For now, the message from the experts is urgent but restrained: Don’t panic, but do be prepared.
Pregnant women, especially, are being instructed to avoid areas where Zika is transmitted locally, and to take extra precautions to protect themselves from mosquito bites. That means making sure there are screens on open doors and windows; wearing long sleeves, socks, and pants outside; and using insect repellent once mosquito season gets under way.
But which bug sprays are safe for pregnant women?
Research into the use of various chemicals during pregnancy hasn’t been robust, but there are several studies that support the safety of chemicals commonly found in insect repellents. One randomized, double-blind trial involving nearly 900 women found that when DEET was applied regularly in the second and third trimesters, it could cross the placenta, but it didn’t have any adverse effects on a baby’s survival, growth, development at birth, or development at one year old.
That study didn’t include any women in early pregnancy, but researchers say the results of a separate animal-based experiment conducted in 1994 offer reassuring evidence that DEET is safe in the first trimester. In that study, with one exception, the offspring of rats and rabbits given massive doses of DEET didn’t suffer any ill effects. Because the highest dose was orders of magnitude higher than the normal human dose, researchers wrote in a paper for the Canadian Medical Association Journal in 2003, it appears that DEET is safe when used as recommended.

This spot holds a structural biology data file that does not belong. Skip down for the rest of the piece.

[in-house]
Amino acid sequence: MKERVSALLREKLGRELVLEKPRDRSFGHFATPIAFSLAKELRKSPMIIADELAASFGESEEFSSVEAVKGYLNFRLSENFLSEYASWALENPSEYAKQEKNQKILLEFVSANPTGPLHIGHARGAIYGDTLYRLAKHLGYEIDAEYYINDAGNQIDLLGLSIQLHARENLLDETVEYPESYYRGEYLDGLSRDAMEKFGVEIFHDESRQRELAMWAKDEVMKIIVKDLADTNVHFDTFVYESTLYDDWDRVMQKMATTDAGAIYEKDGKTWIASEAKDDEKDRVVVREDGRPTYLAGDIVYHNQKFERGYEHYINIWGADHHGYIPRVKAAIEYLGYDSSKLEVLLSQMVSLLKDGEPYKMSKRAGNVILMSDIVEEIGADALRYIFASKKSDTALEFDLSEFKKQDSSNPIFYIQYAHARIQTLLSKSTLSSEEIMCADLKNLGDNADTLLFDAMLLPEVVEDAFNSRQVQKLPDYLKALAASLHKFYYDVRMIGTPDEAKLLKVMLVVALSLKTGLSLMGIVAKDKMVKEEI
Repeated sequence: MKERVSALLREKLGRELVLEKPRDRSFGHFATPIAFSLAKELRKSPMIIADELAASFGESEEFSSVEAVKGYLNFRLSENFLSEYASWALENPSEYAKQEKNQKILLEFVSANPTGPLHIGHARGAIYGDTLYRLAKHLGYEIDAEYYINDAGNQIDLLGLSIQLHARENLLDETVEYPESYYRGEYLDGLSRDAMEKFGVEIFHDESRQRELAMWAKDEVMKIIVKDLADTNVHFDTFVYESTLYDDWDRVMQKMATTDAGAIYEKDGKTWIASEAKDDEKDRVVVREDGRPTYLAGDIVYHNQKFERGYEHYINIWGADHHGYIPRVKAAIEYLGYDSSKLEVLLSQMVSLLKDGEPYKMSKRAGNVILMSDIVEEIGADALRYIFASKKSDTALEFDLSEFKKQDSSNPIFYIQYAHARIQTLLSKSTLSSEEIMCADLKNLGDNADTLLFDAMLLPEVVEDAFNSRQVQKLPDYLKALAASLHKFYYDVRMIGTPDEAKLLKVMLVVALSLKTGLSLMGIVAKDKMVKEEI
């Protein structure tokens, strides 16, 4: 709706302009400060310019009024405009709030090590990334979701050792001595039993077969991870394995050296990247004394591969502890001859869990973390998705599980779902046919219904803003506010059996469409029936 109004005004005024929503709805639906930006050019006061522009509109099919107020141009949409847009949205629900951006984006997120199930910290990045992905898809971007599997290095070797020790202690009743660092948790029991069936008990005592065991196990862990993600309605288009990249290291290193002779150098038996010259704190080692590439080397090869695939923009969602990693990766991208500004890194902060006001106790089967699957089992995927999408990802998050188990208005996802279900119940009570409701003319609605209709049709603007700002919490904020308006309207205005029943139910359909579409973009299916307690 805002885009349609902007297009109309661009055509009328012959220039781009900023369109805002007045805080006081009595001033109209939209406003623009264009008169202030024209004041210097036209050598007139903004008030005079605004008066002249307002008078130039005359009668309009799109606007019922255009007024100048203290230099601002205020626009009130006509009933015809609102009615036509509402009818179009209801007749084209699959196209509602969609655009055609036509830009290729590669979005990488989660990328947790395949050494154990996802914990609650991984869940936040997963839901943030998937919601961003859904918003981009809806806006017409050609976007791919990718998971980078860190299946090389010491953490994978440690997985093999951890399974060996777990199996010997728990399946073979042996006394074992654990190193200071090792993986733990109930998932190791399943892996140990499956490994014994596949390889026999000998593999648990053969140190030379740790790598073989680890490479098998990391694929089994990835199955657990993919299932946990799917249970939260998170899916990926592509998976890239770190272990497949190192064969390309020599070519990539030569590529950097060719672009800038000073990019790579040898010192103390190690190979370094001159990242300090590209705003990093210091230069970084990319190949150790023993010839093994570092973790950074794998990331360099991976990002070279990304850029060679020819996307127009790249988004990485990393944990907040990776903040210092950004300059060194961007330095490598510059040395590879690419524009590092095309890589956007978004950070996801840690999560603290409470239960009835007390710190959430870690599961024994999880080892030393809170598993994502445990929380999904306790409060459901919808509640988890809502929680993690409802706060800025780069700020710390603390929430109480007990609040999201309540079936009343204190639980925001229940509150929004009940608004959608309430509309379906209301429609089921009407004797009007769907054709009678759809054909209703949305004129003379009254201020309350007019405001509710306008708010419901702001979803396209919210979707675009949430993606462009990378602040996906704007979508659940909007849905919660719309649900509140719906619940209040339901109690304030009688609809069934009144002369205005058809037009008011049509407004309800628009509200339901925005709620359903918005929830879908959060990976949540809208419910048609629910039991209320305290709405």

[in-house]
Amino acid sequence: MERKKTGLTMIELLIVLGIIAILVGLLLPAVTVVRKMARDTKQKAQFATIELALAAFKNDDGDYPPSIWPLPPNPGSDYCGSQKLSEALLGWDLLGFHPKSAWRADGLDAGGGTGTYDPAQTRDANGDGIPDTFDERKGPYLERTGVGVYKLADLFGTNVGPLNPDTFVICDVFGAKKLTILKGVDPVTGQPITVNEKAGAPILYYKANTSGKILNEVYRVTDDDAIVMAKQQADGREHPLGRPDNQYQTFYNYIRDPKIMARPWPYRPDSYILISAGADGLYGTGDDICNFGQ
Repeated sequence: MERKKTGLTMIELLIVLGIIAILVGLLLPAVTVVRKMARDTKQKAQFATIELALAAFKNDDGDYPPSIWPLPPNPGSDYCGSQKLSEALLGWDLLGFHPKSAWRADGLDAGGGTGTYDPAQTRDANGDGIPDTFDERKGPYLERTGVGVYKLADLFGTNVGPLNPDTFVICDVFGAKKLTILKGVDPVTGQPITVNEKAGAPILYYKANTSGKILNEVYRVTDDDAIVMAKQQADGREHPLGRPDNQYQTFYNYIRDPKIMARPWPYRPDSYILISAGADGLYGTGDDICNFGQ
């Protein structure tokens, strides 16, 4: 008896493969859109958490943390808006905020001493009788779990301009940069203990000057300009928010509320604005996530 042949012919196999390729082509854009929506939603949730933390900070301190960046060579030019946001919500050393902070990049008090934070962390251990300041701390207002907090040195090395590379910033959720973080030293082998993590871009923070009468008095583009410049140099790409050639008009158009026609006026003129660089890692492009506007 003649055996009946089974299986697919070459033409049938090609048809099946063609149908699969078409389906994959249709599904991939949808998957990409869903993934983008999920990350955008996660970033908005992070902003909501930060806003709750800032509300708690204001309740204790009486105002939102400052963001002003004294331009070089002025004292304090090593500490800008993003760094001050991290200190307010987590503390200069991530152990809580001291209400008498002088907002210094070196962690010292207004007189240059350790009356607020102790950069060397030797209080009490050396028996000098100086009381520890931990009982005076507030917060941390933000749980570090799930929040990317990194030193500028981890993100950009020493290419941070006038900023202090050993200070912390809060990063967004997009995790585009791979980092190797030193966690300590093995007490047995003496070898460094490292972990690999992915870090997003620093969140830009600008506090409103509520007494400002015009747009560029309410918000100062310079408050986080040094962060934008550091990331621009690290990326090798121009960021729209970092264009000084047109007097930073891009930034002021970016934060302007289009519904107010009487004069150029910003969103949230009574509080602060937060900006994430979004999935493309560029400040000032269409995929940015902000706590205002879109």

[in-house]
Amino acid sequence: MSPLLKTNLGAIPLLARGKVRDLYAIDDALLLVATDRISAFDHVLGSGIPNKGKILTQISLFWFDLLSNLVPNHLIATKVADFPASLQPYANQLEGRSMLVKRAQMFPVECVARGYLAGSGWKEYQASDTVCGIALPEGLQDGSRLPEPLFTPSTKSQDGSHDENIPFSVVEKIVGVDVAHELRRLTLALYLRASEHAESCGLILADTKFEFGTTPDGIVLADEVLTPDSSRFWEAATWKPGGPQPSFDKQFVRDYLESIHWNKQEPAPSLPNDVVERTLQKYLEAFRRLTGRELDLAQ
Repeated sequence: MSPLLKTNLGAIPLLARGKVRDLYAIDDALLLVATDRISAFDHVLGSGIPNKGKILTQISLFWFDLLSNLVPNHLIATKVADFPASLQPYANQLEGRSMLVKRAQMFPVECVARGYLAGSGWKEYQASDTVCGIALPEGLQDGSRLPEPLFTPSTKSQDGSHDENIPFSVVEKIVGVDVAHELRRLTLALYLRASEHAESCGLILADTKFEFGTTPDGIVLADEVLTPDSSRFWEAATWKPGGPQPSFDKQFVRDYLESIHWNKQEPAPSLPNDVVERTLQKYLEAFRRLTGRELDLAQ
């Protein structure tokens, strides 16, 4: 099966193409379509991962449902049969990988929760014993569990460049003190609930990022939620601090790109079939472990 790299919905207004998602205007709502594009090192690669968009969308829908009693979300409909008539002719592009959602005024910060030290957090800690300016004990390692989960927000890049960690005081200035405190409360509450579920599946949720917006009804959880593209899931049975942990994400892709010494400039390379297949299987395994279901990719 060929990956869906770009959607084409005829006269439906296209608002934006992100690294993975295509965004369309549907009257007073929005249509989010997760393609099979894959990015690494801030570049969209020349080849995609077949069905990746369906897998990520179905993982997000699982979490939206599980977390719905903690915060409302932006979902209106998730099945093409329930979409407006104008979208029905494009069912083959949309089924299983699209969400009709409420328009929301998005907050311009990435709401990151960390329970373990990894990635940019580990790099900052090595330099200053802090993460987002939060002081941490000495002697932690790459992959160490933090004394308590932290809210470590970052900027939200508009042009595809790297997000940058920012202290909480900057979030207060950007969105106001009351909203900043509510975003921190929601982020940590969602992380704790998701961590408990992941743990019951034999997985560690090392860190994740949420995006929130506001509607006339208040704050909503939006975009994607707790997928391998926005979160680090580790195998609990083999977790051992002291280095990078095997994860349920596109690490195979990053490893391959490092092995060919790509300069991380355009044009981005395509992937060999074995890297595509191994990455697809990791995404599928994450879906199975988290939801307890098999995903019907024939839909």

That’s in line with recommendations from the Centers for Disease Control and Prevention, which say it’s safe for women at any stage of pregnancy (and nursing moms) to use insect repellents containing DEET (up to 30 percent concentration), the synthetic compound picaridin (20 percent), or the biopesticide IR3535 (20 percent)—as long as they’re registered with the Environmental Protection Agency. (You can check the EPA database here.)
Shirts and pants treated with the insect-repellent permethrin are also considered safe. (Permethrin is also the active ingredient in many shampoos used to treat lice; and the U.S. Army has treated its combat uniforms with the chemical since 2013.)
“The evidence is reassuring that DEET, when used as directed, is safe,” said Peggy Honein, one of the leaders of the Pregnancy and Birth Defects Team for the CDC’s Zika response. “For permethrin-treated clothing, the data is also very reassuring. We would encourage pregnant women to use these methods to prevent mosquito bites, particularly if they’re in a place where there’s local transmission, but to use them as intended.”
In other words, don’t bathe in the stuff. In fact, the CDC recommends using “just enough repellent to cover exposed skin or clothing,” and rinsing off once you’re back indoors. Those who want to be particularly cautious could opt for insect repellent with lower concentrations of chemicals, which would have to be reapplied more often.